the wilderness (cf. Lk 3:4). He will set us on the road that we must take if our eyes are to “see the salvation of God”
(Lk 3:6). Guided by him, we make our journey of faith in order to see more clearly the salvation which God has
accomplished through a history stretching back to Abraham. John the Baptist was the last of the line of Prophets who
kept alive and nurtured the hope of God’s People. In him the time of fulfilment was at hand.
2. The seed of this hope was the promise made to Abraham when he was called to leave all that was familiar and follow a
God he had not known (cf. Gen 12:1-3). Despite his wealth, Abraham was a man living in the shadow of death, for he had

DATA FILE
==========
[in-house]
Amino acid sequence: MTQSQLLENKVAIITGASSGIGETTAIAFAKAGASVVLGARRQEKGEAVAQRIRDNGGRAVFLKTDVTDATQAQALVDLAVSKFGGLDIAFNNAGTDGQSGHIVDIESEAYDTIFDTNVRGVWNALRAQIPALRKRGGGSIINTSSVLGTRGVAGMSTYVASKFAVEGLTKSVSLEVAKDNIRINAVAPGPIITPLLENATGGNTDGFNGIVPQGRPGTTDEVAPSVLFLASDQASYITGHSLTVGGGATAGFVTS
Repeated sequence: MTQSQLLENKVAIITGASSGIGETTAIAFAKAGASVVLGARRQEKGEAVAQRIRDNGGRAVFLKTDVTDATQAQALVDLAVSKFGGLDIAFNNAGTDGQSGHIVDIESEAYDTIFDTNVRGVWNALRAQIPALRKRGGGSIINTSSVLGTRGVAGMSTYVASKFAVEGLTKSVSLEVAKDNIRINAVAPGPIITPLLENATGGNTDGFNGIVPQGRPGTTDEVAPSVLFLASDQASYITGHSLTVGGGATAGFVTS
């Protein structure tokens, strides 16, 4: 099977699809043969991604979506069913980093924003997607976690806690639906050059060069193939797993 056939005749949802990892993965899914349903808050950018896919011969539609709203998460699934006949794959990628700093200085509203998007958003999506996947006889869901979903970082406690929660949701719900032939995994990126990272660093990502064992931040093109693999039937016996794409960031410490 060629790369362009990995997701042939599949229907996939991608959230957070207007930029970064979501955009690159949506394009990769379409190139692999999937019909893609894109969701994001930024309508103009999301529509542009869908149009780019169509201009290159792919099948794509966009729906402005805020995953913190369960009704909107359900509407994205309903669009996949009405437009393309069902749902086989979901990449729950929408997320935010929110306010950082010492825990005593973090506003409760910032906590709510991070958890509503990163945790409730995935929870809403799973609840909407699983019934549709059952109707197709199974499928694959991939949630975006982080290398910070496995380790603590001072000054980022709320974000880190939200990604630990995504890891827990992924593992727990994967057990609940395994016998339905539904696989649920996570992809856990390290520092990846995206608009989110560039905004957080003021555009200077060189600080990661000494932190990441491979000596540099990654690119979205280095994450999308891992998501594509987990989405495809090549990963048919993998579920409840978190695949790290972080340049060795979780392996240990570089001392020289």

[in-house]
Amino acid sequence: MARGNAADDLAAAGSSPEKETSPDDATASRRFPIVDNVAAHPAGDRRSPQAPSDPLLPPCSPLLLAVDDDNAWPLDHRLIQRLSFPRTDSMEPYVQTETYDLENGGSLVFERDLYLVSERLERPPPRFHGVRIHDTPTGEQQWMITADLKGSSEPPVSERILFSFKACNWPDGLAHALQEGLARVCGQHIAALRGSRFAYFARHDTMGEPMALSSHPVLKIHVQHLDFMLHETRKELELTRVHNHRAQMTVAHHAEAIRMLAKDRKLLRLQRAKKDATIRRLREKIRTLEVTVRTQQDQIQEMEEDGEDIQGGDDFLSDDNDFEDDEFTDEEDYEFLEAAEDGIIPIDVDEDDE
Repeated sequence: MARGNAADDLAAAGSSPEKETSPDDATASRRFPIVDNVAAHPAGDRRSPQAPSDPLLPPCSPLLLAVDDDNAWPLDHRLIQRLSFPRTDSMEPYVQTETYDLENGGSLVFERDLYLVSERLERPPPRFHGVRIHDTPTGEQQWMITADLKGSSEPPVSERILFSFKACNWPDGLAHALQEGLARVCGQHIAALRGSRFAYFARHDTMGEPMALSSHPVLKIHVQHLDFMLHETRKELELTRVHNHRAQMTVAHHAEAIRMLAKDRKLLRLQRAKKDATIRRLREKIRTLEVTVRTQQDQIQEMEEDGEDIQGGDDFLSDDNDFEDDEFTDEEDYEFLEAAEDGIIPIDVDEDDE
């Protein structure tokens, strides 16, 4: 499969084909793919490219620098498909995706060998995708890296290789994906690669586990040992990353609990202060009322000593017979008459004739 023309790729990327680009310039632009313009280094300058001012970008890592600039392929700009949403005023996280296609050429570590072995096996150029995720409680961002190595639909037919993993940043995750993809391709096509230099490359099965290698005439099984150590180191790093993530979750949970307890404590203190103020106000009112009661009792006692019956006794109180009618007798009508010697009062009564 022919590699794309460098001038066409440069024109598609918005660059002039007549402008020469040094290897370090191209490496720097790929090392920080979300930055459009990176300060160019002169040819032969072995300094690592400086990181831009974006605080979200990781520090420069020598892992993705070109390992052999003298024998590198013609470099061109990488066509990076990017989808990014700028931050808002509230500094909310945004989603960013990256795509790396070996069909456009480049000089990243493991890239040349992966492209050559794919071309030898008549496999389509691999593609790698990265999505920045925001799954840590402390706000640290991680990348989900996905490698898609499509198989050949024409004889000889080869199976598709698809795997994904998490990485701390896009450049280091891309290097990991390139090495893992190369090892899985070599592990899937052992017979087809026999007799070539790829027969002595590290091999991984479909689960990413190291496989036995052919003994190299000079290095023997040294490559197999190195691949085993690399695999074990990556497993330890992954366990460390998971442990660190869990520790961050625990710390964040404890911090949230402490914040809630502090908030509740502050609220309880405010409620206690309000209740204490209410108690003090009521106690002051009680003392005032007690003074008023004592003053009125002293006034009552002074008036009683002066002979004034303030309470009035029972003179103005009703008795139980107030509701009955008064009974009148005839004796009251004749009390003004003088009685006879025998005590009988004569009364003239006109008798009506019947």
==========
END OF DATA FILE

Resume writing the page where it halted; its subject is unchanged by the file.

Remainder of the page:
no son or land of his own (cf. Gen 15:2). The promise seemed a vain one, for Sarah was barren and the land was in other
hands. But still Abraham put his faith in God; “he believed, hoping against hope” (Rom 4:18).
However impossible it seemed, Isaac was born to Sarah, and Abraham received a land. And through Abraham and his
descendants the promise became a blessing to “all the families of the earth” (Gen 12:3; 18:18).
3. That promise was sealed when God spoke to Moses on Mount Sinai. What passed between Moses and God on the holy
mountain shaped the subsequent history of salvation as a Covenant of love between God and man – a Covenant which demands
obedience but promises liberation. The Ten Commandments etched in stone on Sinai – but written on the human heart from
the beginning of creation – are the divine pedagogy of love, indicating the only sure path to the fulfilment of our